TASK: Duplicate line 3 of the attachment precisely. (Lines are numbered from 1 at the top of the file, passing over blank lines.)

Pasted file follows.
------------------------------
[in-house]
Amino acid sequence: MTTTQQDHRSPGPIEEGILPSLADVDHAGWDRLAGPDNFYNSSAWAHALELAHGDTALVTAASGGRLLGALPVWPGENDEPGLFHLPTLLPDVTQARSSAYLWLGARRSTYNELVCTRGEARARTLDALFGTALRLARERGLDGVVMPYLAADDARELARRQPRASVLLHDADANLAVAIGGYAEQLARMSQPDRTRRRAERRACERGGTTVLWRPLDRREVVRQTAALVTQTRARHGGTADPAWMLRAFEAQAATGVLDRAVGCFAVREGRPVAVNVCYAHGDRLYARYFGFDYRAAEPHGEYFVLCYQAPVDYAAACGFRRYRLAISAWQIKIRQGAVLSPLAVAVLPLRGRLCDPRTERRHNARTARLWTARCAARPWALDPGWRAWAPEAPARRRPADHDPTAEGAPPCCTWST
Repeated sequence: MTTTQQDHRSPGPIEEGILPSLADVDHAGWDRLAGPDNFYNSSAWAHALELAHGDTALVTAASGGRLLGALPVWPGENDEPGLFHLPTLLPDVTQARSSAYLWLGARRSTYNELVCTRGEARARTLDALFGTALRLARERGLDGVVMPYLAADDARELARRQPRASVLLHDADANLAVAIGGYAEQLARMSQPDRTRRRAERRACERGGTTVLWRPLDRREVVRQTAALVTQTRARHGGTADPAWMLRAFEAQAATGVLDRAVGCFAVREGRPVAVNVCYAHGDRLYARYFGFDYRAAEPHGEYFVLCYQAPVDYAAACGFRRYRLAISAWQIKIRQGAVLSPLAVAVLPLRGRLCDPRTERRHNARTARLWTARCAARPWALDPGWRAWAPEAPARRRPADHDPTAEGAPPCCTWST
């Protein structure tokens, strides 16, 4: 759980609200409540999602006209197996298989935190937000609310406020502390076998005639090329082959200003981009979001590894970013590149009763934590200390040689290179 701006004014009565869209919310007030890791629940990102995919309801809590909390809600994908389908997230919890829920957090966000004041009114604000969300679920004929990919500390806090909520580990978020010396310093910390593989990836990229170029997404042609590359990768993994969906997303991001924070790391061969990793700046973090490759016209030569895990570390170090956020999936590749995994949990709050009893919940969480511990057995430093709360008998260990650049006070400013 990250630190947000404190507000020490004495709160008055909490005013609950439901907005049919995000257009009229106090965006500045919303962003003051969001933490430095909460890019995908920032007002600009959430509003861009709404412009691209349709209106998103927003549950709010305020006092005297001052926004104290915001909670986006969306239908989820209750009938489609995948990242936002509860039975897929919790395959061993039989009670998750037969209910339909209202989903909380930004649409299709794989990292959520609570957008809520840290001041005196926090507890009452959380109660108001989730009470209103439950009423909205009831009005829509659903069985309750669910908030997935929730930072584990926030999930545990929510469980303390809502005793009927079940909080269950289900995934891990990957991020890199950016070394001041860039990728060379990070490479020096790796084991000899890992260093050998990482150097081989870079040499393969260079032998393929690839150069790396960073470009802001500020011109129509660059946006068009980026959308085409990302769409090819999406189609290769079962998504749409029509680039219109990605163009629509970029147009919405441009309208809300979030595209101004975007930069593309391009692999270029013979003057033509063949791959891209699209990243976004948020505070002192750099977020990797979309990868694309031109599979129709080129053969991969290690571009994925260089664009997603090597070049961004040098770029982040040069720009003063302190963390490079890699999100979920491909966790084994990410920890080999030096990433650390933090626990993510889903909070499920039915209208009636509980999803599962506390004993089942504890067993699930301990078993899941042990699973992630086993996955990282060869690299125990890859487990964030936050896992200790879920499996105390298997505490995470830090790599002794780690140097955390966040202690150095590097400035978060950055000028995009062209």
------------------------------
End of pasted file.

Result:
Repeated sequence: MTTTQQDHRSPGPIEEGILPSLADVDHAGWDRLAGPDNFYNSSAWAHALELAHGDTALVTAASGGRLLGALPVWPGENDEPGLFHLPTLLPDVTQARSSAYLWLGARRSTYNELVCTRGEARARTLDALFGTALRLARERGLDGVVMPYLAADDARELARRQPRASVLLHDADANLAVAIGGYAEQLARMSQPDRTRRRAERRACERGGTTVLWRPLDRREVVRQTAALVTQTRARHGGTADPAWMLRAFEAQAATGVLDRAVGCFAVREGRPVAVNVCYAHGDRLYARYFGFDYRAAEPHGEYFVLCYQAPVDYAAACGFRRYRLAISAWQIKIRQGAVLSPLAVAVLPLRGRLCDPRTERRHNARTARLWTARCAARPWALDPGWRAWAPEAPARRRPADHDPTAEGAPPCCTWST